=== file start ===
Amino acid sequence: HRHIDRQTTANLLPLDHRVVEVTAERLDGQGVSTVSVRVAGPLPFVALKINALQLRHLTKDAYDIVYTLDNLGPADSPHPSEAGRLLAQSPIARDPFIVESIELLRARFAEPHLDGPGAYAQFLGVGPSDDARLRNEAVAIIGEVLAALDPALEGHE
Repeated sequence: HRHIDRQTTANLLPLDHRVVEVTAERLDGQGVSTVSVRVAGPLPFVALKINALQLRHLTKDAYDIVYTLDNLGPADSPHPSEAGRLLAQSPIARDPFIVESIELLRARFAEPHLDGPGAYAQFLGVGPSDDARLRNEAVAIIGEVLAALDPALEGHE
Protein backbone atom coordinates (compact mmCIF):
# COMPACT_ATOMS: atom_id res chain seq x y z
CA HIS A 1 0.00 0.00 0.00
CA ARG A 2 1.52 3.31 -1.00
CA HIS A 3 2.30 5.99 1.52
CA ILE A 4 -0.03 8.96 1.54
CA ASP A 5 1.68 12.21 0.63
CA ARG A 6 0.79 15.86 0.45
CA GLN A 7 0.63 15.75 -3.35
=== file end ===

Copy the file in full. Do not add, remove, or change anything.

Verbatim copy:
Amino acid sequence: HRHIDRQTTANLLPLDHRVVEVTAERLDGQGVSTVSVRVAGPLPFVALKINALQLRHLTKDAYDIVYTLDNLGPADSPHPSEAGRLLAQSPIARDPFIVESIELLRARFAEPHLDGPGAYAQFLGVGPSDDARLRNEAVAIIGEVLAALDPALEGHE
Repeated sequence: HRHIDRQTTANLLPLDHRVVEVTAERLDGQGVSTVSVRVAGPLPFVALKINALQLRHLTKDAYDIVYTLDNLGPADSPHPSEAGRLLAQSPIARDPFIVESIELLRARFAEPHLDGPGAYAQFLGVGPSDDARLRNEAVAIIGEVLAALDPALEGHE
Protein backbone atom coordinates (compact mmCIF):
# COMPACT_ATOMS: atom_id res chain seq x y z
CA HIS A 1 0.00 0.00 0.00
CA ARG A 2 1.52 3.31 -1.00
CA HIS A 3 2.30 5.99 1.52
CA ILE A 4 -0.03 8.96 1.54
CA ASP A 5 1.68 12.21 0.63
CA ARG A 6 0.79 15.86 0.45
CA GLN A 7 0.63 15.75 -3.35